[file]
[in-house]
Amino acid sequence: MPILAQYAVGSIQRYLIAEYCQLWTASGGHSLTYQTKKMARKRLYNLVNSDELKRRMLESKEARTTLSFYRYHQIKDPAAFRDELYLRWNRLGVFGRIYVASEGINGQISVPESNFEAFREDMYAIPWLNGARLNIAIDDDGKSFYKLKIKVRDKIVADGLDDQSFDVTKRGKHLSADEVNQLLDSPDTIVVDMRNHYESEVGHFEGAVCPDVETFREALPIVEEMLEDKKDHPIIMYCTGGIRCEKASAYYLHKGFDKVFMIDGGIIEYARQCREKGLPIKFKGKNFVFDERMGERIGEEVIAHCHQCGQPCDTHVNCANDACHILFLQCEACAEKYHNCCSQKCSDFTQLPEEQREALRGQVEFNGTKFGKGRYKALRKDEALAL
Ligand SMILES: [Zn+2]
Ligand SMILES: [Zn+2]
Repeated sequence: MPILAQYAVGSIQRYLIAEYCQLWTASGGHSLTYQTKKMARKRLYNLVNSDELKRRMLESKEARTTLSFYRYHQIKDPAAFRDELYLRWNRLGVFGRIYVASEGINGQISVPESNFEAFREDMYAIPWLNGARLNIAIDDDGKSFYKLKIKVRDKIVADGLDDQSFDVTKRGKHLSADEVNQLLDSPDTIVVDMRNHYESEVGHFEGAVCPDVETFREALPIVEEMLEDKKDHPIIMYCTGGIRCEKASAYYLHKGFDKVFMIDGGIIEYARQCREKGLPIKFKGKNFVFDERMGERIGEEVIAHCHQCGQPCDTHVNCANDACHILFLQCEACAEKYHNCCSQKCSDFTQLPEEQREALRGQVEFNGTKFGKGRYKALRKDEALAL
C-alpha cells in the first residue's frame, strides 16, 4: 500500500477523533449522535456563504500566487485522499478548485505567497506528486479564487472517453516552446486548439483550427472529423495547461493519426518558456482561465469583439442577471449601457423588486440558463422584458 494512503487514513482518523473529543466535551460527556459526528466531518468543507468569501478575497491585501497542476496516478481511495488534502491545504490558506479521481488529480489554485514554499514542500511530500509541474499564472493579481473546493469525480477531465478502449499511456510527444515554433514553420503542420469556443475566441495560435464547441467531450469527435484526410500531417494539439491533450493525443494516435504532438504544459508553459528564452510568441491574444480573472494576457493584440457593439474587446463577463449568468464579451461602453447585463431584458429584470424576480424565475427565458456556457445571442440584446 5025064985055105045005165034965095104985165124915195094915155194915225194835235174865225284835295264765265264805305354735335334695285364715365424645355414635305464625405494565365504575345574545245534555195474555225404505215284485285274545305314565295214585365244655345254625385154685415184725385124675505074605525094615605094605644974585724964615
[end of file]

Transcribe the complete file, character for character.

[in-house]
Amino acid sequence: MPILAQYAVGSIQRYLIAEYCQLWTASGGHSLTYQTKKMARKRLYNLVNSDELKRRMLESKEARTTLSFYRYHQIKDPAAFRDELYLRWNRLGVFGRIYVASEGINGQISVPESNFEAFREDMYAIPWLNGARLNIAIDDDGKSFYKLKIKVRDKIVADGLDDQSFDVTKRGKHLSADEVNQLLDSPDTIVVDMRNHYESEVGHFEGAVCPDVETFREALPIVEEMLEDKKDHPIIMYCTGGIRCEKASAYYLHKGFDKVFMIDGGIIEYARQCREKGLPIKFKGKNFVFDERMGERIGEEVIAHCHQCGQPCDTHVNCANDACHILFLQCEACAEKYHNCCSQKCSDFTQLPEEQREALRGQVEFNGTKFGKGRYKALRKDEALAL
Ligand SMILES: [Zn+2]
Ligand SMILES: [Zn+2]
Repeated sequence: MPILAQYAVGSIQRYLIAEYCQLWTASGGHSLTYQTKKMARKRLYNLVNSDELKRRMLESKEARTTLSFYRYHQIKDPAAFRDELYLRWNRLGVFGRIYVASEGINGQISVPESNFEAFREDMYAIPWLNGARLNIAIDDDGKSFYKLKIKVRDKIVADGLDDQSFDVTKRGKHLSADEVNQLLDSPDTIVVDMRNHYESEVGHFEGAVCPDVETFREALPIVEEMLEDKKDHPIIMYCTGGIRCEKASAYYLHKGFDKVFMIDGGIIEYARQCREKGLPIKFKGKNFVFDERMGERIGEEVIAHCHQCGQPCDTHVNCANDACHILFLQCEACAEKYHNCCSQKCSDFTQLPEEQREALRGQVEFNGTKFGKGRYKALRKDEALAL
C-alpha cells in the first residue's frame, strides 16, 4: 500500500477523533449522535456563504500566487485522499478548485505567497506528486479564487472517453516552446486548439483550427472529423495547461493519426518558456482561465469583439442577471449601457423588486440558463422584458 494512503487514513482518523473529543466535551460527556459526528466531518468543507468569501478575497491585501497542476496516478481511495488534502491545504490558506479521481488529480489554485514554499514542500511530500509541474499564472493579481473546493469525480477531465478502449499511456510527444515554433514553420503542420469556443475566441495560435464547441467531450469527435484526410500531417494539439491533450493525443494516435504532438504544459508553459528564452510568441491574444480573472494576457493584440457593439474587446463577463449568468464579451461602453447585463431584458429584470424576480424565475427565458456556457445571442440584446 5025064985055105045005165034965095104985165124915195094915155194915225194835235174865225284835295264765265264805305354735335334695285364715365424645355414635305464625405494565365504575345574545245534555195474555225404505215284485285274545305314565295214585365244655345254625385154685415184725385124675505074605525094615605094605644974585724964615